The doctrine holding that abstract concepts, general terms, or universals have no independent existence but exist only as names.
A doctrine of the late Middle Ages that all universal or abstract terms are mere necessities of thought or conveniences of language and therefore exist as names only, with no ideal realities corresponding to them.
(philosophy) A doctrine that universals do not have an existence except as names for classes of concrete objects.
Nominalism was a doctrine of sceptics and suspected heretics, such as Berengar of Tours and Roscellinus.
It was the rith century which gave Nominalism to the world."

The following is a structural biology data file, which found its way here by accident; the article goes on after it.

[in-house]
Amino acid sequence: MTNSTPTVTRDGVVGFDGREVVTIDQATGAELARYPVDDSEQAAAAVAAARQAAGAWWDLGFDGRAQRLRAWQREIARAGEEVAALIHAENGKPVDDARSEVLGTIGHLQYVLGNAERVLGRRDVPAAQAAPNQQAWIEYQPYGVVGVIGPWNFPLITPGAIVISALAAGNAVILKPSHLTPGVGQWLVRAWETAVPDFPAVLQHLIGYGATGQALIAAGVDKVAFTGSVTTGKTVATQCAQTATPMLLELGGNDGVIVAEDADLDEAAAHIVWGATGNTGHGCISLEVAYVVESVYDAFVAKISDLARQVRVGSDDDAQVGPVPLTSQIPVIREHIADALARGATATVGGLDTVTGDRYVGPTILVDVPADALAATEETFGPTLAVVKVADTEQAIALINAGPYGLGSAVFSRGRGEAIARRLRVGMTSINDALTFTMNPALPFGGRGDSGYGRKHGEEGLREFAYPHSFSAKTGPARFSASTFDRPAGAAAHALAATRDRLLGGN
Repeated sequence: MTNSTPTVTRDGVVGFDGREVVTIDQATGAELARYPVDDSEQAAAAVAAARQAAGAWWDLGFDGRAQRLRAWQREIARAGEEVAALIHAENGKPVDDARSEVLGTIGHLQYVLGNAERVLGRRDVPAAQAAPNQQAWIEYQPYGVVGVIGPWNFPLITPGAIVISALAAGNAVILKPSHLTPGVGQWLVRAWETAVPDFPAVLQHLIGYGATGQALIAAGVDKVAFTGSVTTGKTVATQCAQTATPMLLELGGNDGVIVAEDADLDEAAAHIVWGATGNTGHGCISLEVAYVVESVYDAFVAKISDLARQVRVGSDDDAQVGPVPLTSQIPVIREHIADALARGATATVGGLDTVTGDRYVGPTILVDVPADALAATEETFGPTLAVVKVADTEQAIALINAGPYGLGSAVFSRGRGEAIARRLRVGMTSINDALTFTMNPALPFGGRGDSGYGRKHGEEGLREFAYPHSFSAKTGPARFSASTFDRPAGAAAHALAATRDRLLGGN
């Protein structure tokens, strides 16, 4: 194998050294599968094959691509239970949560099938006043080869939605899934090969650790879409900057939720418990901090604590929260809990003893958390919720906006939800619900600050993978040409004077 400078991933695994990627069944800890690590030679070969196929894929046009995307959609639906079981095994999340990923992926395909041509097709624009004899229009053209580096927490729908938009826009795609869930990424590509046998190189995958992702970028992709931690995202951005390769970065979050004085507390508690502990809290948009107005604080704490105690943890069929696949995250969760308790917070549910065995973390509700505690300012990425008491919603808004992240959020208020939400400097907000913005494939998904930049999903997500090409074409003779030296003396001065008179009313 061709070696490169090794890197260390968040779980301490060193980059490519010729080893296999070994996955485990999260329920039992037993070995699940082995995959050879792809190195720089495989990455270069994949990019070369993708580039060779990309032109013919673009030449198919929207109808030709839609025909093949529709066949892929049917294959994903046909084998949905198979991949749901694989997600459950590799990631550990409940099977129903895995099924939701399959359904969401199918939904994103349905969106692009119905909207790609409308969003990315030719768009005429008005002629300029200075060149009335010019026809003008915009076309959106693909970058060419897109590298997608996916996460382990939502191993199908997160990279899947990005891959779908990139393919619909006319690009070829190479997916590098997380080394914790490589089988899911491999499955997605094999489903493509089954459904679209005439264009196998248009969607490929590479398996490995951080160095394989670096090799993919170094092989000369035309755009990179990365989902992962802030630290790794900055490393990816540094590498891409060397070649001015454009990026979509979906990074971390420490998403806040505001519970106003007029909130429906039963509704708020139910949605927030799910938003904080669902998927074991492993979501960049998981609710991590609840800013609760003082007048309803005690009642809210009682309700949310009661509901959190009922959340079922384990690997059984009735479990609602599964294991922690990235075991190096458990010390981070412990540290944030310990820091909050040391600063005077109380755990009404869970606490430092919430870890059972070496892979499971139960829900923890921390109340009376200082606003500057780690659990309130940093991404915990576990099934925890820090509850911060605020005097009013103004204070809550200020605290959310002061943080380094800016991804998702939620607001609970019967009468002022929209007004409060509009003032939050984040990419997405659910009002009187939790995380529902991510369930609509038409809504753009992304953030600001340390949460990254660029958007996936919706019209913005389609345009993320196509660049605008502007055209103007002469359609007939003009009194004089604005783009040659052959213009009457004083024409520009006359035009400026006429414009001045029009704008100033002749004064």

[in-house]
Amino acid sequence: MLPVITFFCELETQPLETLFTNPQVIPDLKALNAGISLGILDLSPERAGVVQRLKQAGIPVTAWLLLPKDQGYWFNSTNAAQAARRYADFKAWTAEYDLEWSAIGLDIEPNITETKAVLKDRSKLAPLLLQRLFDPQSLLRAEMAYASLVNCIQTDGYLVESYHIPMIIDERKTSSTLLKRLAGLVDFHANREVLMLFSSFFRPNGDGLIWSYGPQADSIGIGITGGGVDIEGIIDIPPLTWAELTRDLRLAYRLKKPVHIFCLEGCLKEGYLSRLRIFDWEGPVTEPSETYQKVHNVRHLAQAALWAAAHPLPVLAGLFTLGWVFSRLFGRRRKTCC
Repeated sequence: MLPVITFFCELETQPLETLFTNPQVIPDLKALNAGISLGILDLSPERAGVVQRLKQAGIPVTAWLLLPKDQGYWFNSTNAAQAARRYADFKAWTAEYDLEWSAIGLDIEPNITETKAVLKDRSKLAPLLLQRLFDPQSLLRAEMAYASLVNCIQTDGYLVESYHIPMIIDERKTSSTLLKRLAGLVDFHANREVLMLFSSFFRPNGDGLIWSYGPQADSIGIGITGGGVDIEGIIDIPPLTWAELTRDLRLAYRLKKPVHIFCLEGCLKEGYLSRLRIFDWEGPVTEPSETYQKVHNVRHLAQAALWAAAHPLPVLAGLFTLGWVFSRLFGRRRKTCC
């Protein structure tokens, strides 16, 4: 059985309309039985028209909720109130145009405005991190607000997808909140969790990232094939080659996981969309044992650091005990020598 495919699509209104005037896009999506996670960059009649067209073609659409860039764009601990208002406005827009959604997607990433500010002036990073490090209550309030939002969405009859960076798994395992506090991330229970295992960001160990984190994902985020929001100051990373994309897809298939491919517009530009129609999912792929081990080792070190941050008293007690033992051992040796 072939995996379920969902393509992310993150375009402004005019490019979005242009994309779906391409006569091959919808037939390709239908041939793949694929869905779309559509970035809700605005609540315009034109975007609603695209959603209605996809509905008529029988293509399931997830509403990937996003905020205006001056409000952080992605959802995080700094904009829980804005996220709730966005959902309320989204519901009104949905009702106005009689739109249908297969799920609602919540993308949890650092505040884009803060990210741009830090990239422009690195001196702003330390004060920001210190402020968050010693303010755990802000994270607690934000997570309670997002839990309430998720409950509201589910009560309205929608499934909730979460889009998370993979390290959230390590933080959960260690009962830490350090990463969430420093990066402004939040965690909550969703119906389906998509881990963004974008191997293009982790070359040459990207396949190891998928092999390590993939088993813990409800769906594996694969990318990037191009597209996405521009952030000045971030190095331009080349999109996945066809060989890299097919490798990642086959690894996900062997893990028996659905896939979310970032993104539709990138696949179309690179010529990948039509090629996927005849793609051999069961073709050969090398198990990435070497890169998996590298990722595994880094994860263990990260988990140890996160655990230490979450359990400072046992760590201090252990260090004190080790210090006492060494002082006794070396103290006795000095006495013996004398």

This cautious compromise sanctioned by the Church does not represent the extremest reaction against nominalism.
On the question of universals he endeavoured to steer a middle course between the pantheistically inclined realism of Duns Scotus and the extreme nominalism of William of Occam.
Under an appearance of much vain subtlety the controversy about universals involved issues of the greatest speculative and practical importance: realism represented a spiritual, nominalism an anti-spiritual, view of the world; while realism was evidently favourable, and nominalism unfavourable, to the teaching of the Church on the dogmas of the Trinity and the Eucharist.